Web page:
Mexico (1.383 million cases, 122,426 deaths) – Mexico’s President Obrador was slow to act and his decision not to close borders or exercise caution at airports played a key role in the spread of the virus. Obrador claimed: “Mexico’s spirituality would protect the country against the virus.” He made a public display of pulling out two religious amulets that he said would be his shield. In mid-March, he urged people to “keep living life as usual, taking your family out to eat because that strengthens the economy.”  40,000 concert goers attended a popular music festival and tourists from Europe and the USA were able to enter the country without restrictions. When lockdown was introduced on 30th March, rules weren’t clear: tourists weren’t allowed in, but people could cross the border to go to work and/or school. Conditions in migrant camps were even worse with hundreds of migrants  huddled together in insanitary conditions.  In response to the Mexican leaders’ cynicism toward mask-wearing, the leader of the WHO said: “We’d like to ask Mexico to be very serious: wearing a mask is important. Hygiene is important. Physical distancing is important.  We expect leaders to be examples.”  Obrador, like Trump, wasn’t..

United Kingdom (2.228 cases, 70,752 deaths) – The UK’s high death toll is the result of a dangerously late lockdown, and a floundering administration. Five weeks after the first Covid-19 case was confirmed, the Prime Minister announced: “It’s very important that people should, as far as possible, go about business as usual.” It wasn’t until 285 people had died that Johnson decided to lock down the country and he didn’t impose travel restrictions in and out of the country until June! Worse, Ministers allowed 25,060 patients to be discharged from NHS hospitals to care homes without being tested for Covid-19. They abandoned contact tracing at the height of the pandemic in March and failed to provide adequate protective equipment for front-line workers. According to several experts, their ‘Eat Out to Help Out’ scheme triggered the country’s second wave, which has seen more cases than the first. The UK government’s plan appears to be: lock down the country every few months and hope for the best.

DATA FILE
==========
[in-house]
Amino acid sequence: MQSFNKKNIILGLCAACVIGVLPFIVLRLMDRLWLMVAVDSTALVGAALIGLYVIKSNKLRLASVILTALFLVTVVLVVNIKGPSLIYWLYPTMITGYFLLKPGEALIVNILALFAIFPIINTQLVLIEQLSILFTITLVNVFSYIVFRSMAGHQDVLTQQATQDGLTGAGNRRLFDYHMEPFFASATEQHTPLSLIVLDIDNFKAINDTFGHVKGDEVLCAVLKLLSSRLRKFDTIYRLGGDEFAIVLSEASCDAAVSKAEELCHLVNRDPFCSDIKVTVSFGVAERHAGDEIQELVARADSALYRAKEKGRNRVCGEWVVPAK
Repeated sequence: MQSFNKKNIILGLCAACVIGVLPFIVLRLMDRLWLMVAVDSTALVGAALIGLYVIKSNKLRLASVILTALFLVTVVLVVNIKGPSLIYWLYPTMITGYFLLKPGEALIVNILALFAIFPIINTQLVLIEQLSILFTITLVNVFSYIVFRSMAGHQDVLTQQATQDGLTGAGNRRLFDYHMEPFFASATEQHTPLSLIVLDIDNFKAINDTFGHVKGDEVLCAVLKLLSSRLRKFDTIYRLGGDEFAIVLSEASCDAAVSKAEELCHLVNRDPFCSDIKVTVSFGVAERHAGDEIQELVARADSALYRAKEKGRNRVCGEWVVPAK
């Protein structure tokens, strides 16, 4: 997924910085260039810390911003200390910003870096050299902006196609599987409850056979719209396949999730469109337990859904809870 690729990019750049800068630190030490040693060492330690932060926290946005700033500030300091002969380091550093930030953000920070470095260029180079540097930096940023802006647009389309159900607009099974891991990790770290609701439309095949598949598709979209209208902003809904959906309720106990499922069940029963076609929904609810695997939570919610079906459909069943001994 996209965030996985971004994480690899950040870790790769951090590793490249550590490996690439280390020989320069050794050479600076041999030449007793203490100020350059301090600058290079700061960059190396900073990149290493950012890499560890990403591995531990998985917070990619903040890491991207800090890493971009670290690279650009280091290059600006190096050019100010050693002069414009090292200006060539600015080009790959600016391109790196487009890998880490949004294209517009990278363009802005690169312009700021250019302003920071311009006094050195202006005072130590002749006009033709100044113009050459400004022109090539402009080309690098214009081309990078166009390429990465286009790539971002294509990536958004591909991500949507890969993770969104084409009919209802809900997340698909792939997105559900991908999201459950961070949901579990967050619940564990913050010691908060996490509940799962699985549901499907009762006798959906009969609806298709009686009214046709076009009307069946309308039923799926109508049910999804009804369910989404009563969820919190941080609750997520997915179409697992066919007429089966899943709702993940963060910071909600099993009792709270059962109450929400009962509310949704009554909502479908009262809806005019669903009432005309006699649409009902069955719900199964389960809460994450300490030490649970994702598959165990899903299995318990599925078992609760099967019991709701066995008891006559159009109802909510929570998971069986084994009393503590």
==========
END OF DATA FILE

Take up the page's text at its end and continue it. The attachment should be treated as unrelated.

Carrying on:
Of course, many other countries can be said to have performed at least as badly, if not worse, than the above countries: Sweden, Switzerland, Slovenia, Qatar and many others have higher incidences of cases per million population than the UK(see HERE). The above examples are offered only to help you start your investigation into what works, and what does NOT work, to improve pandemic preparedness.

The UN / World Health Organisation’s Take on Pandemic Preparedness: The UN’s 75th Anniversary Declaration admits: “The COVID-19 pandemic caught us off-guard.” It argues that it should – “…serve as a wake-up call for improving our preparedness for health-related crises, strengthen international cooperation and accelerate the development, production as well as equitable and affordable global access to new vaccines, medicines, and medical equipment.”  Hans Rosling pleads that pandemics, more than any other, require a “strong, well-functioning international community (I mean the UN!)” The UN World Health Organisation asks: “Can we create a pandemic-free world? There’s no guarantee, but with meticulous preparation and rapid response, we can prevent most outbreaks from getting out of control. First, we must build and sustain resilient capacities at national, regional and global levels to prevent, detect and respond to outbreaks. Second, we must ensure that populations affected by emergencies have rapid access to life-saving health services, including medicines and vaccines. That’s why WHO works all around the world to strengthen people-centred primary health care and disease prevention. Delivering this will cost money of course, but in the end, prevention is not only better than cure: it’s cheaper.”